By Jaci Schneider, Copy Editor
The General Education Review went through extensive public discussion during the summer, and the committee lost one of its co-chairs, said Dr. Jeff Arrington, associate dean of Campus Life and chair of the Education Review Committee.
The committee has the task of deciding what students’ general education core requirements should be; in other words, it decides what classes students must take to graduate.
“General education is probably one of the most complex topics that you could consider within all academics,” Arrington said. “It affects all students and essentially all faculty.”
Because of the complexity of its task and the committee’s openness to feedback, it has fallen far behind schedule in coming up with a curriculum for faculty to vote on. The committee began meeting in January, 2003, Arrington said, and the changes should come into effect for the entering freshmen in 2006.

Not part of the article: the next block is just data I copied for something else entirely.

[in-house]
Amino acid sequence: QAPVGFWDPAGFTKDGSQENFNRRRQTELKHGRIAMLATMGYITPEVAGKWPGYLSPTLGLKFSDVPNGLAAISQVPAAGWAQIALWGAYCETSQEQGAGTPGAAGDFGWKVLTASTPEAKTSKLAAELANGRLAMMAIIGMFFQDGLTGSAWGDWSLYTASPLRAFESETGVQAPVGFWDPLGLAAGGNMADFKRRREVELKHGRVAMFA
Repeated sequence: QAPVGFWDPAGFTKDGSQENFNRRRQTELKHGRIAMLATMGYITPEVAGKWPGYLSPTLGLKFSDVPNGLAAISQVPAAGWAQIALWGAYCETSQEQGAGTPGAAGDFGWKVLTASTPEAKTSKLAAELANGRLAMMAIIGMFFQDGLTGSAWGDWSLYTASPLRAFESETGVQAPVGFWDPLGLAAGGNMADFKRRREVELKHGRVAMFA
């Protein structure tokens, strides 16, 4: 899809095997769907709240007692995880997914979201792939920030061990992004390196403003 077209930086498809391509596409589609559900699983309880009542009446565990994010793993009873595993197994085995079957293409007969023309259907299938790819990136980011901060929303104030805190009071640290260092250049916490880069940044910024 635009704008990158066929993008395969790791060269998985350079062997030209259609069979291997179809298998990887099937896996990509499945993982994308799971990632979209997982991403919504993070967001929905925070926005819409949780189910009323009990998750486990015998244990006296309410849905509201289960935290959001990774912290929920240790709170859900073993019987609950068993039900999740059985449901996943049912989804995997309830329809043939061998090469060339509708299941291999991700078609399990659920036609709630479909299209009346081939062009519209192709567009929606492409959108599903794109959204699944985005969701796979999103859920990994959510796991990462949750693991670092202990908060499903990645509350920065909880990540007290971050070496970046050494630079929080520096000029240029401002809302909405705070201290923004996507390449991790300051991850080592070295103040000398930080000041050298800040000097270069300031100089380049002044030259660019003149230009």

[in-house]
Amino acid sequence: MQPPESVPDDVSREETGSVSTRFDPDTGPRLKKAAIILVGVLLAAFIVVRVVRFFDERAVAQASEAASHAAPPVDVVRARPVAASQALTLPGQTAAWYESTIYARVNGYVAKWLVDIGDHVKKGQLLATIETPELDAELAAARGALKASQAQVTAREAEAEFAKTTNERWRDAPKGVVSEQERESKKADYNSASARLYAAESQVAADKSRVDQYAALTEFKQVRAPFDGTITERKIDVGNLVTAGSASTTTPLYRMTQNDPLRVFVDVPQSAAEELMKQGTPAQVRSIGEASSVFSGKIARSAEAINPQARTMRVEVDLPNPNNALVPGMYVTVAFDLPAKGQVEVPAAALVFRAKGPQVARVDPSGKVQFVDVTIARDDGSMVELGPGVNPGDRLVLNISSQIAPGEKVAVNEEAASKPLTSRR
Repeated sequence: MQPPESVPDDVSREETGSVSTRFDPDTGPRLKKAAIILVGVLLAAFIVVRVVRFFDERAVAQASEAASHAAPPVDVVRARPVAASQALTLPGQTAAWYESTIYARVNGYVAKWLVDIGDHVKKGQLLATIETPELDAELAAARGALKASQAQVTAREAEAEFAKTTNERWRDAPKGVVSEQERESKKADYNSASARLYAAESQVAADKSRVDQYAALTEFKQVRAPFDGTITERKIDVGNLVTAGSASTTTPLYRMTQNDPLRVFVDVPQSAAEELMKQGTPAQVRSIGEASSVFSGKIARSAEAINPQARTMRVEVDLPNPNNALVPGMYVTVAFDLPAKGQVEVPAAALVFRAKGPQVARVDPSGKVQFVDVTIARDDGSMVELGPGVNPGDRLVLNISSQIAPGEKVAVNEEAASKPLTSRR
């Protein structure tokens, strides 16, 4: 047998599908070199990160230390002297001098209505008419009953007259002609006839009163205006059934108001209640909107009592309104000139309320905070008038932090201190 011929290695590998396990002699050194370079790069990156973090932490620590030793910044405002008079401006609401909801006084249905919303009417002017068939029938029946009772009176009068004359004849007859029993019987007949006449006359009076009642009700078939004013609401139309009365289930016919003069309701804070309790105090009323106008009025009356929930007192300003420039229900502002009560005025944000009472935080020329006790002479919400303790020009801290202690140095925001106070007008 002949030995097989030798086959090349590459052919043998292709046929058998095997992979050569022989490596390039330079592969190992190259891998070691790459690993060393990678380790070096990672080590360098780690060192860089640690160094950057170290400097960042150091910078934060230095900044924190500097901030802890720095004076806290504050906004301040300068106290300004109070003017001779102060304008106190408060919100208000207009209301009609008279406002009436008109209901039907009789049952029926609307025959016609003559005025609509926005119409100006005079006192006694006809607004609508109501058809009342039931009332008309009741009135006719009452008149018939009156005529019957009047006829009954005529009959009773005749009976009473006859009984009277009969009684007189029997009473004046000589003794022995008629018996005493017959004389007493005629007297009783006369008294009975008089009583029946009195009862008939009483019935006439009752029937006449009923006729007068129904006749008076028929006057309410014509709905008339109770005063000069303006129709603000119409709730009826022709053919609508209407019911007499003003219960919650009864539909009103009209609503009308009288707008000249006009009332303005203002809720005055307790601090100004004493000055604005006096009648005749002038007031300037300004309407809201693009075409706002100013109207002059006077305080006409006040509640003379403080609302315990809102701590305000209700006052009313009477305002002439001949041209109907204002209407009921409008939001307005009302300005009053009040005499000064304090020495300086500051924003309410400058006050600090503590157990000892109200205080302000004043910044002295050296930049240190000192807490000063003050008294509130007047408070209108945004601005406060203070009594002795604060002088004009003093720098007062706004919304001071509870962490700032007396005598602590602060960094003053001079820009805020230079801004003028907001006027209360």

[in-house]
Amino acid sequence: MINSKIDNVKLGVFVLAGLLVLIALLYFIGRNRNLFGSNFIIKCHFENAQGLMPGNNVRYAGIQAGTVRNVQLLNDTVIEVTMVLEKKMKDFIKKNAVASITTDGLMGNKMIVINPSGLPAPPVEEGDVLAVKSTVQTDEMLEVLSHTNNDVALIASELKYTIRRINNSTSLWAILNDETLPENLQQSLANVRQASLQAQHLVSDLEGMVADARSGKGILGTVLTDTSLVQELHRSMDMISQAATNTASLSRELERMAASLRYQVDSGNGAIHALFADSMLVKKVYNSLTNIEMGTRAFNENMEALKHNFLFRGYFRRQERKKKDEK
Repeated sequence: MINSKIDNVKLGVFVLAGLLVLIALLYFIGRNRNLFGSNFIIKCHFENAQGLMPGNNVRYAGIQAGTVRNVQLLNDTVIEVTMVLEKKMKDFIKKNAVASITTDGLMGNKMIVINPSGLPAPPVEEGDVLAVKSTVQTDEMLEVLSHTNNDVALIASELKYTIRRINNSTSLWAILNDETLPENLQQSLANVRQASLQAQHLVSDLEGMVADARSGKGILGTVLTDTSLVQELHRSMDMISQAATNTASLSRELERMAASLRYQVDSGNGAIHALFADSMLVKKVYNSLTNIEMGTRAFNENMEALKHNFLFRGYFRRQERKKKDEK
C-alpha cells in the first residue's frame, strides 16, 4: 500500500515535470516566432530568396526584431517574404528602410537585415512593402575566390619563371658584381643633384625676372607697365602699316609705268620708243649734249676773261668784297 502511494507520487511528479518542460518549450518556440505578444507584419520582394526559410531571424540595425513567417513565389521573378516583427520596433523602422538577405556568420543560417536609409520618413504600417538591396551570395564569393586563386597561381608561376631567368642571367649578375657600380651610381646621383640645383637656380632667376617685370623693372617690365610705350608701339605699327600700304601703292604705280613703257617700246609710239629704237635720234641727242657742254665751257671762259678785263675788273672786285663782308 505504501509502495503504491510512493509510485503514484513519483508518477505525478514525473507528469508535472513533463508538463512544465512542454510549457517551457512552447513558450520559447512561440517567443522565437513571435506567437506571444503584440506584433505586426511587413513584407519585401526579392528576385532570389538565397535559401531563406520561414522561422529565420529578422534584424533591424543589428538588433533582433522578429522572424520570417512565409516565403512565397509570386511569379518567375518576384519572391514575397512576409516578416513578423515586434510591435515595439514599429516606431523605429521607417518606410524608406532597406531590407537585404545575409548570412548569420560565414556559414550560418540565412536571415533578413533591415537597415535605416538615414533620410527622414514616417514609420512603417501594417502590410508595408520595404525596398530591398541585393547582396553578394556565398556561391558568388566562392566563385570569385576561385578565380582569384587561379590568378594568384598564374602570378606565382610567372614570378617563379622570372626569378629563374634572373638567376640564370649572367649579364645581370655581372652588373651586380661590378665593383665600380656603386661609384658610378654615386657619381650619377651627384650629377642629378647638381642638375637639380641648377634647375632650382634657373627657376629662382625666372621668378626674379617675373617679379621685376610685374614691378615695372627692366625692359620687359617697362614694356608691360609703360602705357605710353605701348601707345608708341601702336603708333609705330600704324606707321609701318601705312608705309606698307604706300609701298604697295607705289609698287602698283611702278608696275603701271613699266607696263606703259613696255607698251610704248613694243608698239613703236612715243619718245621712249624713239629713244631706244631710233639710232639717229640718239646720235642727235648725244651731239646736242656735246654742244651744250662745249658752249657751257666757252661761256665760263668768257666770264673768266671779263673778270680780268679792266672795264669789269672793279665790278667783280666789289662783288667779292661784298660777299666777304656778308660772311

Arrington said the committee is focusing on integrated courses, which involve departments working together, and it is trying to stay away from the “sage on stage,” technique of learning, in favor of discussion courses.
“It is based on the idea that students learn better when ideas are presented in context,” Arrington said.
Changes in core curriculum could affect how many credits students need to graduate, which would also affect competitiveness with other universities and student debt, Arrington said.
Because the curriculum changes will affect faculty from nearly every department, the committee has been working to receive feedback and integrating it into its plans.
“We’re trying to involve as much of the faculty as possible in the decision-making process,” said Dr. Paul Morris, professor of physics and member of the committee.
During the summer, the committee also lost one of its co-chairs when Pat Simpson, former professor of education, left the university to teach at Black Hills State University in South Dakota. However, Arrington said the committee does not plan to replace her because it has been meeting for so long and is close to finishing and a new person would be on a steep learning curve.
Arrington said he hopes to present a model to the faculty in October. The faculty will eventually vote on the model then divide into committees to provide details and develop courses.
The committee will begin meeting after its summer hiatus next week, Morris said.
“We’ll probably take a few meetings to get up to speed,” he said. “We’re hoping to have it finished by the end of the semester.”